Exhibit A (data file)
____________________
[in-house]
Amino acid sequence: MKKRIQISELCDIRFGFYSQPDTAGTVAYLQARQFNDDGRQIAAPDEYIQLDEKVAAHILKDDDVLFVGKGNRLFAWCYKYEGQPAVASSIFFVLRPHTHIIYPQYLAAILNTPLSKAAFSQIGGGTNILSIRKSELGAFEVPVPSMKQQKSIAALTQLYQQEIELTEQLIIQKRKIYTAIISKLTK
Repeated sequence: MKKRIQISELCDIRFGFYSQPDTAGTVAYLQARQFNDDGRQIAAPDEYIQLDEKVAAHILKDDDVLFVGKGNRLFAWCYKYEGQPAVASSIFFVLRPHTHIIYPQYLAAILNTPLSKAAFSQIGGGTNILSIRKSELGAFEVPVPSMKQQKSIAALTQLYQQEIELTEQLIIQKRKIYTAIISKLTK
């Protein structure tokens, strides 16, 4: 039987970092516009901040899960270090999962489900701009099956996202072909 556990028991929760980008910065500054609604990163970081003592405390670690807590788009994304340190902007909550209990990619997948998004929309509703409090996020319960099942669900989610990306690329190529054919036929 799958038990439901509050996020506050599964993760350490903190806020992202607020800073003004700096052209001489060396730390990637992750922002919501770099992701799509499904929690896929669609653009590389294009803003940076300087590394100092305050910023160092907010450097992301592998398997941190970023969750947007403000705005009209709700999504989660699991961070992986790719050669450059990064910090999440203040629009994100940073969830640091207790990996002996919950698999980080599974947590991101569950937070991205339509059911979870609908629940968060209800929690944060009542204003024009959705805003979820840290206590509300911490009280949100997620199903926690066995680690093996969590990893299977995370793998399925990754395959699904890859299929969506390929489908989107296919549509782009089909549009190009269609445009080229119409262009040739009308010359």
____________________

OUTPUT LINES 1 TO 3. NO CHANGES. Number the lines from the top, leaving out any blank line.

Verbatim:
[in-house]
Amino acid sequence: MKKRIQISELCDIRFGFYSQPDTAGTVAYLQARQFNDDGRQIAAPDEYIQLDEKVAAHILKDDDVLFVGKGNRLFAWCYKYEGQPAVASSIFFVLRPHTHIIYPQYLAAILNTPLSKAAFSQIGGGTNILSIRKSELGAFEVPVPSMKQQKSIAALTQLYQQEIELTEQLIIQKRKIYTAIISKLTK
Repeated sequence: MKKRIQISELCDIRFGFYSQPDTAGTVAYLQARQFNDDGRQIAAPDEYIQLDEKVAAHILKDDDVLFVGKGNRLFAWCYKYEGQPAVASSIFFVLRPHTHIIYPQYLAAILNTPLSKAAFSQIGGGTNILSIRKSELGAFEVPVPSMKQQKSIAALTQLYQQEIELTEQLIIQKRKIYTAIISKLTK